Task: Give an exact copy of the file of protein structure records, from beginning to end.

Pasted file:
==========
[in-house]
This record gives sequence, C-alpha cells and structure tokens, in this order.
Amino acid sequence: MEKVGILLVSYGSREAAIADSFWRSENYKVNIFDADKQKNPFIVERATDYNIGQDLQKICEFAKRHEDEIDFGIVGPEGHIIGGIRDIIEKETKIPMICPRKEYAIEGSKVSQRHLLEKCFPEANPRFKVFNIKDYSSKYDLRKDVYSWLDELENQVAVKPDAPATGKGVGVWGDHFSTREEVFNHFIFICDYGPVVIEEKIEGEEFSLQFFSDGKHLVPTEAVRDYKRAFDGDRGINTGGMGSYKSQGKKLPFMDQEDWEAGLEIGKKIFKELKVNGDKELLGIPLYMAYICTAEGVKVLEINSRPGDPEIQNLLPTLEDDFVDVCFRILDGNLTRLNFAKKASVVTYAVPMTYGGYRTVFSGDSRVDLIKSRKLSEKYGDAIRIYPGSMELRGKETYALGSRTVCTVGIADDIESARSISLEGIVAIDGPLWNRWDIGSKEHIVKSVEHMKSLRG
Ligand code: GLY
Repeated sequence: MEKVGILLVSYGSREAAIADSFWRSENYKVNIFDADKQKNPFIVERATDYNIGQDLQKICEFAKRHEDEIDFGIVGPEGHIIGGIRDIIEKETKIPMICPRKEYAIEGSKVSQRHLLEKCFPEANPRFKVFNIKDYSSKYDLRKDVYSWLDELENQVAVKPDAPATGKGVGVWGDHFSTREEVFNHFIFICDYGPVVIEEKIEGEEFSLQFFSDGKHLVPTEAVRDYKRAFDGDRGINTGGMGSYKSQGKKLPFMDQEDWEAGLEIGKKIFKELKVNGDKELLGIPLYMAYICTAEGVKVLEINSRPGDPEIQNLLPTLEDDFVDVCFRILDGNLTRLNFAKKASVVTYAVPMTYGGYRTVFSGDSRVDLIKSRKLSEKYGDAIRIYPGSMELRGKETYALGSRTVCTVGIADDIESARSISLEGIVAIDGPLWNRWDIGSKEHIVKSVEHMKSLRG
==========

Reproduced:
[in-house]
This record gives sequence, C-alpha cells and structure tokens, in this order.
Amino acid sequence: MEKVGILLVSYGSREAAIADSFWRSENYKVNIFDADKQKNPFIVERATDYNIGQDLQKICEFAKRHEDEIDFGIVGPEGHIIGGIRDIIEKETKIPMICPRKEYAIEGSKVSQRHLLEKCFPEANPRFKVFNIKDYSSKYDLRKDVYSWLDELENQVAVKPDAPATGKGVGVWGDHFSTREEVFNHFIFICDYGPVVIEEKIEGEEFSLQFFSDGKHLVPTEAVRDYKRAFDGDRGINTGGMGSYKSQGKKLPFMDQEDWEAGLEIGKKIFKELKVNGDKELLGIPLYMAYICTAEGVKVLEINSRPGDPEIQNLLPTLEDDFVDVCFRILDGNLTRLNFAKKASVVTYAVPMTYGGYRTVFSGDSRVDLIKSRKLSEKYGDAIRIYPGSMELRGKETYALGSRTVCTVGIADDIESARSISLEGIVAIDGPLWNRWDIGSKEHIVKSVEHMKSLRG
Ligand code: GLY
Repeated sequence: MEKVGILLVSYGSREAAIADSFWRSENYKVNIFDADKQKNPFIVERATDYNIGQDLQKICEFAKRHEDEIDFGIVGPEGHIIGGIRDIIEKETKIPMICPRKEYAIEGSKVSQRHLLEKCFPEANPRFKVFNIKDYSSKYDLRKDVYSWLDELENQVAVKPDAPATGKGVGVWGDHFSTREEVFNHFIFICDYGPVVIEEKIEGEEFSLQFFSDGKHLVPTEAVRDYKRAFDGDRGINTGGMGSYKSQGKKLPFMDQEDWEAGLEIGKKIFKELKVNGDKELLGIPLYMAYICTAEGVKVLEINSRPGDPEIQNLLPTLEDDFVDVCFRILDGNLTRLNFAKKASVVTYAVPMTYGGYRTVFSGDSRVDLIKSRKLSEKYGDAIRIYPGSMELRGKETYALGSRTVCTVGIADDIESARSISLEGIVAIDGPLWNRWDIGSKEHIVKSVEHMKSLRG